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Impacts for ASC 855- Subsequent Events

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As per ASC (accounting standards codification) 855, subsequent events, entities need to consider the subsequent events or transactions to the balance sheet date to determine whether disclosures or adjustments of these transactions or events are required for the financial statements of the company.

There are two types of subsequent events:

Additional information
An event provides additional information about existing conditions as of the balance sheet date, including the estimation used to construct the financial statements for that period.

New events
An event issues new information about conditions that did not exist on the balance sheet date. 

If there are successive events that provide new information about circumstances that did not exist as of the balance sheet date and for which the information emerged before the financial statements were accessible to be issued, these events should not be recognized in the financial statements

ASC 855 deals with the recognized and non-recognized of subsequent events or transactions
Recognized subsequent events
It includes those events or transactions that provide additional evidence regarding conditions subsided at the balance sheet date, including the evaluates innate in preparing the entity financial statements. Management should use all the information related to the transactions or event that becomes available before the availability or issuance for issuance of the financial statements should be used by management to assess the conditions on which the estimates were based. The company’s financial statements should adjust the event or transaction in the financial statement for any changes in estimates based on the use of such evidence.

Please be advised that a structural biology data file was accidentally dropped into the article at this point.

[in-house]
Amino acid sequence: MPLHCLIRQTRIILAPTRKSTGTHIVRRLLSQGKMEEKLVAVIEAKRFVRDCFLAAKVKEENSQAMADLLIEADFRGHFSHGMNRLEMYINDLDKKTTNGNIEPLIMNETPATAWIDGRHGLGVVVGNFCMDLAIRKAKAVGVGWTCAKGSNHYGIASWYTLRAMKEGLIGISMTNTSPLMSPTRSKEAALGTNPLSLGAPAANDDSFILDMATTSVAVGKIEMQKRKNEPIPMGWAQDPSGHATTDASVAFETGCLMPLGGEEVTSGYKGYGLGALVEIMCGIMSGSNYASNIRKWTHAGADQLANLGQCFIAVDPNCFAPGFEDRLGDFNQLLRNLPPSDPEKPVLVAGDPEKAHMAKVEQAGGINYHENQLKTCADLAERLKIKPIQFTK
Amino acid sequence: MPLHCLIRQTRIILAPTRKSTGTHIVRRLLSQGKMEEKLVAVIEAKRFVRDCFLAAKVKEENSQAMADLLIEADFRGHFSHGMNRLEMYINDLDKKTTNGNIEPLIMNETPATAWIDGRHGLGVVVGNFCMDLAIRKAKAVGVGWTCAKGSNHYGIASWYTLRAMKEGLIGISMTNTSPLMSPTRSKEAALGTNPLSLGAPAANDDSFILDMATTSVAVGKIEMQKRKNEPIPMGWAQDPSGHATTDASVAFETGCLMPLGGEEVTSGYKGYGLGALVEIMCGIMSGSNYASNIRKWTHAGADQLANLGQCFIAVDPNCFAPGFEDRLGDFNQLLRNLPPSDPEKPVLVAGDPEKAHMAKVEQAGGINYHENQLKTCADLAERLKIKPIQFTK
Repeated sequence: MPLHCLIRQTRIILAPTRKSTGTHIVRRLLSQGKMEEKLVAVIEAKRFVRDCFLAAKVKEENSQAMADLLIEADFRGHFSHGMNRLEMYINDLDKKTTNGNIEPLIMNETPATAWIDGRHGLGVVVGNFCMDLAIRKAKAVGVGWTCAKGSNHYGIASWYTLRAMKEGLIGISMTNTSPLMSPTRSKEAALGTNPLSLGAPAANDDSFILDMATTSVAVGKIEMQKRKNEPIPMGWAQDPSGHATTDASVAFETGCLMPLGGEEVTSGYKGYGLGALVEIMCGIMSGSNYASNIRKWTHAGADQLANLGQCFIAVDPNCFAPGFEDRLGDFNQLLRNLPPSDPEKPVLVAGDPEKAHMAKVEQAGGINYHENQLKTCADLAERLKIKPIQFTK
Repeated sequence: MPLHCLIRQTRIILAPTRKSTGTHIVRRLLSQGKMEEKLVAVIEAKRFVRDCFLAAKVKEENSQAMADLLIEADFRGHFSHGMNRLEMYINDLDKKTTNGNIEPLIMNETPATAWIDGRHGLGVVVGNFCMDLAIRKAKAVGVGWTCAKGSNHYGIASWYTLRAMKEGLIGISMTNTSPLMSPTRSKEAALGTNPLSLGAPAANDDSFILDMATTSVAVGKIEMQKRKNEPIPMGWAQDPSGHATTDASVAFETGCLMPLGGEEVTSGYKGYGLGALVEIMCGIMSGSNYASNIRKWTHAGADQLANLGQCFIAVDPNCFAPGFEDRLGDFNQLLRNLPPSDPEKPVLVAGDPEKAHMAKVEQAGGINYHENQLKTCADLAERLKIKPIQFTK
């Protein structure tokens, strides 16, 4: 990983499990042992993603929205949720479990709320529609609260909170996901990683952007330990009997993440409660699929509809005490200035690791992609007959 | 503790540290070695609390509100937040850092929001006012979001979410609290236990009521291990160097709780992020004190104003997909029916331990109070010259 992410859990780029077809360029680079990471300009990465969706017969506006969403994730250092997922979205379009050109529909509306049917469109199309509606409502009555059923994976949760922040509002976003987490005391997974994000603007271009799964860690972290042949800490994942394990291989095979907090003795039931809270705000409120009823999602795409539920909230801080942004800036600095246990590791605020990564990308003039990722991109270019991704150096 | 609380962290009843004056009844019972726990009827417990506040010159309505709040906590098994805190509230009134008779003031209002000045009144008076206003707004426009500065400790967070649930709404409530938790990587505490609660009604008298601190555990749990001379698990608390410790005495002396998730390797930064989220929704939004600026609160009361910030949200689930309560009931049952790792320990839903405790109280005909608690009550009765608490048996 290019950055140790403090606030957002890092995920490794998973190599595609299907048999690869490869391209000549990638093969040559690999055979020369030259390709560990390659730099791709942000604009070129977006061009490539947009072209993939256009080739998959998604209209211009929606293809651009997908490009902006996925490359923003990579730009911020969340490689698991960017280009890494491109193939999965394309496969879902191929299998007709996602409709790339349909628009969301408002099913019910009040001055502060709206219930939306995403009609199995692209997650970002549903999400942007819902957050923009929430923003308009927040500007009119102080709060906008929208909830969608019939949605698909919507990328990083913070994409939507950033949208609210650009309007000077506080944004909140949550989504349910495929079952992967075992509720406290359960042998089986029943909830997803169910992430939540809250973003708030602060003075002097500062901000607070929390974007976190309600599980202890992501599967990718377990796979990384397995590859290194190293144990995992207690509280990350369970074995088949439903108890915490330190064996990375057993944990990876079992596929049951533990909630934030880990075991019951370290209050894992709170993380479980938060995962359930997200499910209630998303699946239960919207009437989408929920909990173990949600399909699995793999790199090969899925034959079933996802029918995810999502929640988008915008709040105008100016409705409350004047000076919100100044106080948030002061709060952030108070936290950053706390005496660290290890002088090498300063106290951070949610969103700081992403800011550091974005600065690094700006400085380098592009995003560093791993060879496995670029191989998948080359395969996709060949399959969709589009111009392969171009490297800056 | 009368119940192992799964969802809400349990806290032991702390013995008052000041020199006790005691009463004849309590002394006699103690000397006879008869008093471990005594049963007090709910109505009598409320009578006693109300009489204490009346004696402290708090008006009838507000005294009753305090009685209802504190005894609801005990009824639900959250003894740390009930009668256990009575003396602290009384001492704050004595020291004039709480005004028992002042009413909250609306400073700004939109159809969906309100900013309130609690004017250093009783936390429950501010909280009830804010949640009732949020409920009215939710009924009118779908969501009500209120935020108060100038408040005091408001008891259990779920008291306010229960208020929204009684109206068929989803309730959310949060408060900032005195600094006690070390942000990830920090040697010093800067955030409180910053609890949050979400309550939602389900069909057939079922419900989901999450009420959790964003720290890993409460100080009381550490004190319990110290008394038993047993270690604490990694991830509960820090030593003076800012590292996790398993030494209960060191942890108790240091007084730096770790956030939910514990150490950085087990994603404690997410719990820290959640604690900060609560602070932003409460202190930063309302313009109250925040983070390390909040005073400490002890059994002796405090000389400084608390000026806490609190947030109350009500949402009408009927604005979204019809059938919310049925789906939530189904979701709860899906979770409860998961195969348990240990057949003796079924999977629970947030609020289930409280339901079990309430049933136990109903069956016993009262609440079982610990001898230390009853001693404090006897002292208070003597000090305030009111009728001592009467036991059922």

Non-recognized subsequent events
It includes those transactions or events that provide evidence concerning conditions that didn’t exist at the balance sheet date but arose after the date. These transactions or events should not result in an adjustment of the financial statements of the entities. However, some of these transactions or events may be of such a nature that disclosure of the same is required to keep the financial statements from being misleading.

In their 2019 year-end filings, some financial institutions disclosed the pandemic disease as a non-recognized subsequent event. However, many U.S. companies do not choose to disclose this transaction or event at all as the pandemic situation had not yet significantly impacted the U.S. As time passes, it becomes a difficult task of the company to conclude at each reporting period whether the pandemic situation is a recognized vis-à-vis non-recognized subsequent event or transaction, as well as the resulting potential financial statement impact.

Financial institutions should seriously assess their significant accounting estimates, especially those perceptive to uncertainty, and regulate whether a conceded subsequent event has occurred and what, if any, adjustments are considered mandatory to various accounts. For financial institutions, we should expect, at a minimum, those accounts to include the following:

  1. Allowance for loan and lease losses (ALLL)
    What impact would defects, charge-offs, and potential impairments have on the allowance calculation for loan and lease losses?
  1. Goodwill
    Has a triggering event led management to assume an interim goodwill impairment analysis is compulsory?
  1. Deferred taxes
    Has the assessment of the reliability of DTA (deferred tax assets) changed (i.e., is there a need for a valuation granting) given future income forecasting?

Management of the company should consider all transactions or events that occur after the balance sheet date and before the reporting date when concluding if there is sufficient evidence that the pandemic situation is a recognized subsequent event, and adjustments to financial statements are necessary.

The recognition of the subsequent events in financial statements can be quite subjective. However, given the amount of time required to revise financial statements at the last minute, it is valuable to strongly consider whether the circumstances of a subsequent event can be constructed as not requiring the revision of financial statements.

At AJSH, we assist our clients in bookkeeping, payroll, auditing, taxation, secretarial compliances and preparation of financial statements ensuring compliances with applicable accounting standards. If you have any questions or wish to know more about ASC 855, kindly contact us.


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